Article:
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Moment on the Earth: The Coming Age of Environmental Optimism
     

Moment on the Earth: The Coming Age of Environmental Optimism

by Gregg Easterbrook
 

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In this provocative, widely-discussed book, Gregg Easterbrook asserts that far more environmental progress is being made than today's doomsayers would have us believe. Easterbrook explains why he believes pollution is almost over in the Western world, and why a truly "green" future it coming.

Overview

In this provocative, widely-discussed book, Gregg Easterbrook asserts that far more environmental progress is being made than today's doomsayers would have us believe. Easterbrook explains why he believes pollution is almost over in the Western world, and why a truly "green" future it coming.

Editorial Reviews

Publishers Weekly - Publisher's Weekly
Journalist Easterbrook's optimistic account of humanity's impact on the environment, in which he argues against ecological doomsayers. (Apr.)
Library Journal
A contributing editor to Newsweek and The Atlantic, Easterbrook offers a new approach to environmental thinking characterized by confidence in the ability of human reason and technology to work with nature to create a healthy habitat for humans, plants, and animals. He contrasts his optimistic approach, termed "eco-realism," with the pessimism and doomsaying he finds in current environmentalism. In the first part, Easterbrook attempts to look at the condition of the modern earth from the perspective of a personified nature, reassuringly resilient and resourceful through eons of time. The second part assesses in separate alphabetized chapters the current status of various environmental problems, while the brief third section explores a me'lange of visionary futures for life on Earth and in space. Although Easterbrook supports valid criticisms of alarmist environmentalist tactics, particularly in cases of radiation dangers and chemical safety, his book is likely to provoke controversy because, especially in Part 1, his stance is polemic, his language often satiric, and the viewpoints of environmental spokespersons oversimplified and sometimes distorted. The journalistic practice that omits complete documentation of sources also undercuts the effectiveness of Easterbrook's arguments. Still, this may prove to be an influential book that libraries with environmental collections should consider acquiring.-Joan S. Elbers, formerly with Montgomery Coll., Rockville, Md.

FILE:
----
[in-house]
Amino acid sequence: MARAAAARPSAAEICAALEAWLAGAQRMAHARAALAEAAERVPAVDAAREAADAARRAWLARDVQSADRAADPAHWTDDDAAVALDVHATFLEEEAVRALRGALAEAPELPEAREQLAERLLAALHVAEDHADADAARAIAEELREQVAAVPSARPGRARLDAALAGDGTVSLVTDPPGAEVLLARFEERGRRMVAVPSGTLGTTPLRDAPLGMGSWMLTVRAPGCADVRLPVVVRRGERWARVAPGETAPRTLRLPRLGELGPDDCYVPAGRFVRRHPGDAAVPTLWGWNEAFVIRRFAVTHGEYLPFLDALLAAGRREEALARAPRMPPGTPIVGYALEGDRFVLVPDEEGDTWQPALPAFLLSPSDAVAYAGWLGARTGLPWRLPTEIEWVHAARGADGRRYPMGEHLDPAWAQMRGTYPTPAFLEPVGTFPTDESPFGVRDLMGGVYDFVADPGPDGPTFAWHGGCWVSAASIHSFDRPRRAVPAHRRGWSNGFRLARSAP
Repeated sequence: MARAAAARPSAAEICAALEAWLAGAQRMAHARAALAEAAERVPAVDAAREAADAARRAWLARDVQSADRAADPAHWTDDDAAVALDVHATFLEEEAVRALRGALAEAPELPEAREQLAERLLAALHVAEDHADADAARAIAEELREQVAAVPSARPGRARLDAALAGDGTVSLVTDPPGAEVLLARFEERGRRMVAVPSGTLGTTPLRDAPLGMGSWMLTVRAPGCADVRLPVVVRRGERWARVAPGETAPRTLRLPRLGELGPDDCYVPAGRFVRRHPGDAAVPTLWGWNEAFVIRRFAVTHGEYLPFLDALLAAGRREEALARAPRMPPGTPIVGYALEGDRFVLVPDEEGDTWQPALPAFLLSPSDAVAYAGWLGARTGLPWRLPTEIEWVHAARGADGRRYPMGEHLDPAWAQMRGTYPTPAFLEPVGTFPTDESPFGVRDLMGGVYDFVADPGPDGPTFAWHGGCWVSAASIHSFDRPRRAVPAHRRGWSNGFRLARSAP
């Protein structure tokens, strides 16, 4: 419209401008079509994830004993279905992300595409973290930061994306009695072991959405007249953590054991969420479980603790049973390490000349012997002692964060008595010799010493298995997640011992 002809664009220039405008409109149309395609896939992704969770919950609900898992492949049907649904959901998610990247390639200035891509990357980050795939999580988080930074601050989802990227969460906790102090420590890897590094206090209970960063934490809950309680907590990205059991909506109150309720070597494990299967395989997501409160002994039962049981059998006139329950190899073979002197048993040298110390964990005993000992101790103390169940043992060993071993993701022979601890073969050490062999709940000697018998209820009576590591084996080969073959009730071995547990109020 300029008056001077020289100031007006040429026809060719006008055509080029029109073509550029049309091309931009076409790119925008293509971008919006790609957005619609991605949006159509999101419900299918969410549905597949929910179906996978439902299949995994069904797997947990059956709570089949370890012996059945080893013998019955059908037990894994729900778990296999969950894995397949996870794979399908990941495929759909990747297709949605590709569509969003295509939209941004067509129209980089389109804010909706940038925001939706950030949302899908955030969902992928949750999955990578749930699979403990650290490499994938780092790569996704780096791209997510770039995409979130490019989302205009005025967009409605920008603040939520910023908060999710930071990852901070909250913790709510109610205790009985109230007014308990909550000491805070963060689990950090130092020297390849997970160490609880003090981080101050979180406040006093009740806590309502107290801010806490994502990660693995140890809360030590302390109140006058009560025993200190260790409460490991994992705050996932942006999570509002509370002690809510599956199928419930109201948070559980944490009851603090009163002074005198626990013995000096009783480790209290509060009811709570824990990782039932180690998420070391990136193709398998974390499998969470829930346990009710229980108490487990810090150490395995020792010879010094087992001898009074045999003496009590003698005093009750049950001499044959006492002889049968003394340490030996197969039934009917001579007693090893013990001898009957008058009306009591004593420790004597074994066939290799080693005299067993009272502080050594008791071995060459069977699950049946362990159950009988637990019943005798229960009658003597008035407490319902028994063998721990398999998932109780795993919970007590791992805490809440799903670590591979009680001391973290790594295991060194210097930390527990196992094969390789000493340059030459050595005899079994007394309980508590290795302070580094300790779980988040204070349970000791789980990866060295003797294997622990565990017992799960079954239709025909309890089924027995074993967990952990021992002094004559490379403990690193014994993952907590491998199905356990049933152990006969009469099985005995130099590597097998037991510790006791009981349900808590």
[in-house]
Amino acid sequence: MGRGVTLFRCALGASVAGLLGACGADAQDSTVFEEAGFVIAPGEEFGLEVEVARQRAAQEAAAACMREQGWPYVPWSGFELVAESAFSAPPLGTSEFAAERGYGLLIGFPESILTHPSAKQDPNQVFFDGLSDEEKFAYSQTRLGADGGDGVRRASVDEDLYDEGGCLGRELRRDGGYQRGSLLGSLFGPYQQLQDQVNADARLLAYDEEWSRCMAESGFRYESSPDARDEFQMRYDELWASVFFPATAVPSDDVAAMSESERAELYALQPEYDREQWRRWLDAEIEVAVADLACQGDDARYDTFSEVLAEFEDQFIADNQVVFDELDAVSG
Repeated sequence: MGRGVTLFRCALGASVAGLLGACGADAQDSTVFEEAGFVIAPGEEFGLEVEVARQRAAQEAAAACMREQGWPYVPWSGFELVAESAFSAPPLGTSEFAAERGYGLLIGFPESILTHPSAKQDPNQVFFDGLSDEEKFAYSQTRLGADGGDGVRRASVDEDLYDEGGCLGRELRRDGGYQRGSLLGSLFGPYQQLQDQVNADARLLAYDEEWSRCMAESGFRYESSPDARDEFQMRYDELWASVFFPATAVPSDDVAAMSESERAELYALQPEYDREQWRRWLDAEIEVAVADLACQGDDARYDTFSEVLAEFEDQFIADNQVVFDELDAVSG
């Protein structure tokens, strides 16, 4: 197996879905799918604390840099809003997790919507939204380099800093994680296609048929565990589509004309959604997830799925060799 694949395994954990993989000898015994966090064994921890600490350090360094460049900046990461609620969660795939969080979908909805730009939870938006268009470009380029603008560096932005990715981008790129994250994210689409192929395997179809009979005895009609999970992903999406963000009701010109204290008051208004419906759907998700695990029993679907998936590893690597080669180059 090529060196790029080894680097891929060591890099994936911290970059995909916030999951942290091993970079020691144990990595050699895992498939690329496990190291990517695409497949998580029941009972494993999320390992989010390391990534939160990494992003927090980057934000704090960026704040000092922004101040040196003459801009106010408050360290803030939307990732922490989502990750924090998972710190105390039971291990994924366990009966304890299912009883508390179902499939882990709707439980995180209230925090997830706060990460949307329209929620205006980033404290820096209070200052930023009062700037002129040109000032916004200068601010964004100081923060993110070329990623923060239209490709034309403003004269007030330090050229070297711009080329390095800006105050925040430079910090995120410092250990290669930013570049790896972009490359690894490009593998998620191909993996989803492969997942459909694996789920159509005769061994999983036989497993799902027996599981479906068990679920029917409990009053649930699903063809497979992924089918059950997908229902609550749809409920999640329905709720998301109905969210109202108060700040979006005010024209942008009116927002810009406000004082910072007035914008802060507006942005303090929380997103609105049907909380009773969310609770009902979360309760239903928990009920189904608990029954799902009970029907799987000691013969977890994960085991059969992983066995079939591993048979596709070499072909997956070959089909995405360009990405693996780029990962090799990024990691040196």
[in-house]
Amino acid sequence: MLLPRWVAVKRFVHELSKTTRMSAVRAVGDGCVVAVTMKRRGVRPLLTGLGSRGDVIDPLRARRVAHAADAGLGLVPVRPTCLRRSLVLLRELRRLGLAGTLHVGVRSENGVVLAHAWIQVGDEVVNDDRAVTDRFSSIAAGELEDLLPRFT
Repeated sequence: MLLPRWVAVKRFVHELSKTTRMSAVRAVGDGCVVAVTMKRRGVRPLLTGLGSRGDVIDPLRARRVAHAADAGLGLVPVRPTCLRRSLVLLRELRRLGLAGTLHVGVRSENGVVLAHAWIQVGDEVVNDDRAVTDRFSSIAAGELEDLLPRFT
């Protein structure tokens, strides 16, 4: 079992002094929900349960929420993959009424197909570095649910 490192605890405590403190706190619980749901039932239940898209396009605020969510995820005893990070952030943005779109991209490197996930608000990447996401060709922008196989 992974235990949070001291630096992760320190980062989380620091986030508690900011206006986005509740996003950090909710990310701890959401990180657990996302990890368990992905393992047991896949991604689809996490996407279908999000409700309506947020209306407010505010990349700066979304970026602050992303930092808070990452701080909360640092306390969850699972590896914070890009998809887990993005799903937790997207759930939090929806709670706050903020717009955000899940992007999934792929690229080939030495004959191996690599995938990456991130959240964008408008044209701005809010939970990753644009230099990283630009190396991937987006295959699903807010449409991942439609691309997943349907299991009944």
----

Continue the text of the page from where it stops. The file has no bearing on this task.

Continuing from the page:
Product Details

ISBN-13:
9780140154511
Publisher:
Penguin Group (USA) Incorporated
Publication date:
04/01/1996
Pages:
768
Product dimensions:
5.56(w) x 8.42(h) x 1.38(d)

Meet the Author

Gregg Easterbrook is the author of six books, including The Progress Paradox. He is a contributing editor to The Atlantic, for which he has written more than a dozen cover stories, and The New Republic. His articles have appeared in The New York Times and Los Angeles Times, as well as on the covers of Newsweek and Time. He has appeared on Today, Larry King Live, Nightline, CBS Morning News, All Things Considered, The NewsHour with Jim Lehrer, The Diane Rehm Show, and The O’Reilly Factor.

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